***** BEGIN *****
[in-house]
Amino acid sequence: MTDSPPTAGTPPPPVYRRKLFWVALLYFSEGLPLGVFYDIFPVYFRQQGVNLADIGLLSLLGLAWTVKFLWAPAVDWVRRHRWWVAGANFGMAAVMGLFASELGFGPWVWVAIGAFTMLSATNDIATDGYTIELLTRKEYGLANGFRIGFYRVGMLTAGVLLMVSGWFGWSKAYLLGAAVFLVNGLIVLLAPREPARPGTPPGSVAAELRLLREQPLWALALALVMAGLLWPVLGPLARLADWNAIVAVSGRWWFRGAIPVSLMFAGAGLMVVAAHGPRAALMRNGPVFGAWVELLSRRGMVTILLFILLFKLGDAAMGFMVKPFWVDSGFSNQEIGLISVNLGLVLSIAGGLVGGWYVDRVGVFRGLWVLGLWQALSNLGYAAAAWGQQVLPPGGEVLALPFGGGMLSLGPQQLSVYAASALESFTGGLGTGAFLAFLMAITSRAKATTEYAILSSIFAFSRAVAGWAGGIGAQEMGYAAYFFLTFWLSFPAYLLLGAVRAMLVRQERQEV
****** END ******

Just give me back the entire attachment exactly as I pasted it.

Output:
[in-house]
Amino acid sequence: MTDSPPTAGTPPPPVYRRKLFWVALLYFSEGLPLGVFYDIFPVYFRQQGVNLADIGLLSLLGLAWTVKFLWAPAVDWVRRHRWWVAGANFGMAAVMGLFASELGFGPWVWVAIGAFTMLSATNDIATDGYTIELLTRKEYGLANGFRIGFYRVGMLTAGVLLMVSGWFGWSKAYLLGAAVFLVNGLIVLLAPREPARPGTPPGSVAAELRLLREQPLWALALALVMAGLLWPVLGPLARLADWNAIVAVSGRWWFRGAIPVSLMFAGAGLMVVAAHGPRAALMRNGPVFGAWVELLSRRGMVTILLFILLFKLGDAAMGFMVKPFWVDSGFSNQEIGLISVNLGLVLSIAGGLVGGWYVDRVGVFRGLWVLGLWQALSNLGYAAAAWGQQVLPPGGEVLALPFGGGMLSLGPQQLSVYAASALESFTGGLGTGAFLAFLMAITSRAKATTEYAILSSIFAFSRAVAGWAGGIGAQEMGYAAYFFLTFWLSFPAYLLLGAVRAMLVRQERQEV